The latest decisions of this court have formulated the rule by which we are to be guided in determining whether Renfro is entitled to indemnity from Bank. In Wheeler v. Glazer, 137 Tex. 341, 153 S.W.2d 449, 452, 140 A.L.R. 1301, it is said that "Where the injury forming the basis for the judgment against the joint tort-feasors results from a violation of a duty which one of the tort-feasors owes to the other, the latter, at common law, is entitled to contribution or indemnity from the former." See also Austin Road Co. v. Pope, 147 Tex. 430, 216 S.W.2d 563, and Humble Oil & Refining Co. v. Martin, Tex., 222 S.W.2d 995.
By the terms of the lease Bank reserved at least joint control with Renfro over the entrance where the injury occurred and, as we have seen, expressly obligated itself to Renfro to keep the entrance in repair. Bank recognized its duty to Renfro under the lease and made repairs and adjustments on the door closer from time to time. We have already said that this duty on the part of Bank extended to the remainder of the entrance. The injury forming the basis of the judgment against Renfro and Bank resulted from a violation of a duty which Bank owed to Renfro. The fact that Bank's duty to repair was incorporated in its lease contract would not preclude it from being held liable for damages for personal injuries in an action ex delicto. Ross v. Haner, supra; Saturnini v. Rosenblum, 217 Minn. 147, 14 N.W.2d 108, 163 A.L.R. 300.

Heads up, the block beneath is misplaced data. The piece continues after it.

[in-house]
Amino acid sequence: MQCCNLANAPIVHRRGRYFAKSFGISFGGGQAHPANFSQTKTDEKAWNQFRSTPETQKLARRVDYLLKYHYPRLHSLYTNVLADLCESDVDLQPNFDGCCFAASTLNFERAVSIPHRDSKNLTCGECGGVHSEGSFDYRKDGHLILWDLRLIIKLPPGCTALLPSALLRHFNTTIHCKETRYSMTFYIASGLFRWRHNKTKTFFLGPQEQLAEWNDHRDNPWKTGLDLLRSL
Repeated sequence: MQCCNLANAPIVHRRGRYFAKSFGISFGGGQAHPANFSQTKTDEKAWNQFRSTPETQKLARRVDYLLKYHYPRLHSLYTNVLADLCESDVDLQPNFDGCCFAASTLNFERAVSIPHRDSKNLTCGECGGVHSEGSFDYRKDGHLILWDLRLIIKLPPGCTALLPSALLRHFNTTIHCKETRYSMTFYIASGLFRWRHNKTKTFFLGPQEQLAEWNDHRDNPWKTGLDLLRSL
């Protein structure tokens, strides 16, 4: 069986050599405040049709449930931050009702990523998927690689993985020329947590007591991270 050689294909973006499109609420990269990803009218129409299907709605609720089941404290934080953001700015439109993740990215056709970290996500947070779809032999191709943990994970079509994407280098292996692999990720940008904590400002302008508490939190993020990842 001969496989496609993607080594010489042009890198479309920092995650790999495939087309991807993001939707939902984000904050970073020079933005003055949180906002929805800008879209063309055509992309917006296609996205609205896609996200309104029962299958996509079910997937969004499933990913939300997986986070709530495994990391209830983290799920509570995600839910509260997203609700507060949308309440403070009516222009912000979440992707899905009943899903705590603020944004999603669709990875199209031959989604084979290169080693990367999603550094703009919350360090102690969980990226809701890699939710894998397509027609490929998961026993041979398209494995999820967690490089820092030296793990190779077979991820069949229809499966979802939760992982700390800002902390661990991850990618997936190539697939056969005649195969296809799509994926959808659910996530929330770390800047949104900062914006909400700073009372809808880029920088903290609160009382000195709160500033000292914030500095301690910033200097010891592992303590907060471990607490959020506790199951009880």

While we have been unable to find any Texas cases in point on the facts and have been cited to none by the parties, a number of cases from other jurisdictions are cited in a note in 157 A.L.R. at page 623 in support of the rule there announced as follows: "Where the lessor or lessee has breached his covenant with respect to the condition of the premises and the covenantee has had a judgment entered against it or has been obliged to pay to third persons a claim for damages caused by such breach, the covenantor must indemnify the convenantee for the loss." It is our opinion that the rule just quoted is a sound rule and, as applied to the facts in this case, compels a judgment of indemnity in favor of Renfro. We hold that the Court of Civil Appeals erred in holding Art. 2212 applicable. We also hold that Renfro is entitled to a recovery over against Bank of any part of the judgment it may be compelled to pay.